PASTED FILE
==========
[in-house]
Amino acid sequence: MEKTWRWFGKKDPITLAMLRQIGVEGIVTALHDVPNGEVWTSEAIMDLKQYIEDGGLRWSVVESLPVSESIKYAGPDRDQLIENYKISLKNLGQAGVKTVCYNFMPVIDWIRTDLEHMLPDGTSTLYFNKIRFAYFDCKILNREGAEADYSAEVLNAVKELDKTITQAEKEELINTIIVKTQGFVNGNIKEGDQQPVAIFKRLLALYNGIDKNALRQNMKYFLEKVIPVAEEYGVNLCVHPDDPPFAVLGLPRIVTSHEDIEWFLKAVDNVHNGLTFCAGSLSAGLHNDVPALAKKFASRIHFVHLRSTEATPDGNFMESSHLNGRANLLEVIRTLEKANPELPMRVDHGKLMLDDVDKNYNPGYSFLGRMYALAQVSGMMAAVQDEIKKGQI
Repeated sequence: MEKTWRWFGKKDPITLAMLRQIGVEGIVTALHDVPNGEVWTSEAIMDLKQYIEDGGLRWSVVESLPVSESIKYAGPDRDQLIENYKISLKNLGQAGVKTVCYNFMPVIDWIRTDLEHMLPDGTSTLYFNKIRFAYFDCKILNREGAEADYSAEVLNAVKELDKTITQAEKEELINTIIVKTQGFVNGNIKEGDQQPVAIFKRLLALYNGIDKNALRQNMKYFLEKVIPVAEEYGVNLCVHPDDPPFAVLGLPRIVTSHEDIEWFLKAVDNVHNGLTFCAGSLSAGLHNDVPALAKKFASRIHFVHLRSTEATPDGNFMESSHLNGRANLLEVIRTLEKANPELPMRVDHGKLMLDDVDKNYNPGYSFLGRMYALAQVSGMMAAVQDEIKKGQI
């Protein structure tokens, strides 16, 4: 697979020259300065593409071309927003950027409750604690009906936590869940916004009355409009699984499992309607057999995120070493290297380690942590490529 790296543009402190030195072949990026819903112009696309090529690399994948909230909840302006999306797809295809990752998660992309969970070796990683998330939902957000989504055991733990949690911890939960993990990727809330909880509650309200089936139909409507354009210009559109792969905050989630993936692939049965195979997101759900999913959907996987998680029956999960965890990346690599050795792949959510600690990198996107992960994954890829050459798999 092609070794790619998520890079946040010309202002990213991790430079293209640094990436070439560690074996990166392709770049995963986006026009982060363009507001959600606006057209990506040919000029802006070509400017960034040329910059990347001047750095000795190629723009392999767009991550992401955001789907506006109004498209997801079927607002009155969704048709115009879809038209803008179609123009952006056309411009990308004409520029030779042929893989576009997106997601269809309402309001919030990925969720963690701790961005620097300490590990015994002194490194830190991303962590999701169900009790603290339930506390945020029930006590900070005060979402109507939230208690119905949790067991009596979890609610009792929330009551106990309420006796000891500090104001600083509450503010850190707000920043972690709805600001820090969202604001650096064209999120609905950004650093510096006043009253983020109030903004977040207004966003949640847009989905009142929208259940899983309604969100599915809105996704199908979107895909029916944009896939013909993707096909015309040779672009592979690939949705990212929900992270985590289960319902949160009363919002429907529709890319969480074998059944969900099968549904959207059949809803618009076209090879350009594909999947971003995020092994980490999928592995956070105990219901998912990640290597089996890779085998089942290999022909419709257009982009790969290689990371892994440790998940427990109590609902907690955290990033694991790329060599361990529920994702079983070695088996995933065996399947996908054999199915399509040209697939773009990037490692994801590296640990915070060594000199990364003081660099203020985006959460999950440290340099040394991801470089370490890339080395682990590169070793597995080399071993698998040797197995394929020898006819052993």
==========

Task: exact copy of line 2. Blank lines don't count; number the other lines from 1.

Amino acid sequence: MEKTWRWFGKKDPITLAMLRQIGVEGIVTALHDVPNGEVWTSEAIMDLKQYIEDGGLRWSVVESLPVSESIKYAGPDRDQLIENYKISLKNLGQAGVKTVCYNFMPVIDWIRTDLEHMLPDGTSTLYFNKIRFAYFDCKILNREGAEADYSAEVLNAVKELDKTITQAEKEELINTIIVKTQGFVNGNIKEGDQQPVAIFKRLLALYNGIDKNALRQNMKYFLEKVIPVAEEYGVNLCVHPDDPPFAVLGLPRIVTSHEDIEWFLKAVDNVHNGLTFCAGSLSAGLHNDVPALAKKFASRIHFVHLRSTEATPDGNFMESSHLNGRANLLEVIRTLEKANPELPMRVDHGKLMLDDVDKNYNPGYSFLGRMYALAQVSGMMAAVQDEIKKGQI